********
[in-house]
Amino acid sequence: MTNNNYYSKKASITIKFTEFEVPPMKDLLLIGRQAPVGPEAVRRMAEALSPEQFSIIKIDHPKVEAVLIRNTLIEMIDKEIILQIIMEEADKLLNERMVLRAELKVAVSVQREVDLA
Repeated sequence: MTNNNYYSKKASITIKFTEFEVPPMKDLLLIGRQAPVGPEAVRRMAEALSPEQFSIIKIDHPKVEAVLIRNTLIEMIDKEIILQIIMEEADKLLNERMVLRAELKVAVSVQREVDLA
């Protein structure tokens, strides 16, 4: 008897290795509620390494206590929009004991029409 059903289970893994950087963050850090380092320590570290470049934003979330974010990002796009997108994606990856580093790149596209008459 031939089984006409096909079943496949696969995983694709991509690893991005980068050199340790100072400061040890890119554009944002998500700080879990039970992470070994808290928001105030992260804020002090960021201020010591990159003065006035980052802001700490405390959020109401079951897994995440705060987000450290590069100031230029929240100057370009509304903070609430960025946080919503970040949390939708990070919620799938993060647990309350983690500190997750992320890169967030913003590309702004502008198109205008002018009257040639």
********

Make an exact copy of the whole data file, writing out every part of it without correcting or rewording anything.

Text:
[in-house]
Amino acid sequence: MTNNNYYSKKASITIKFTEFEVPPMKDLLLIGRQAPVGPEAVRRMAEALSPEQFSIIKIDHPKVEAVLIRNTLIEMIDKEIILQIIMEEADKLLNERMVLRAELKVAVSVQREVDLA
Repeated sequence: MTNNNYYSKKASITIKFTEFEVPPMKDLLLIGRQAPVGPEAVRRMAEALSPEQFSIIKIDHPKVEAVLIRNTLIEMIDKEIILQIIMEEADKLLNERMVLRAELKVAVSVQREVDLA
């Protein structure tokens, strides 16, 4: 008897290795509620390494206590929009004991029409 059903289970893994950087963050850090380092320590570290470049934003979330974010990002796009997108994606990856580093790149596209008459 031939089984006409096909079943496949696969995983694709991509690893991005980068050199340790100072400061040890890119554009944002998500700080879990039970992470070994808290928001105030992260804020002090960021201020010591990159003065006035980052802001700490405390959020109401079951897994995440705060987000450290590069100031230029929240100057370009509304903070609430960025946080919503970040949390939708990070919620799938993060647990309350983690500190997750992320890169967030913003590309702004502008198109205008002018009257040639």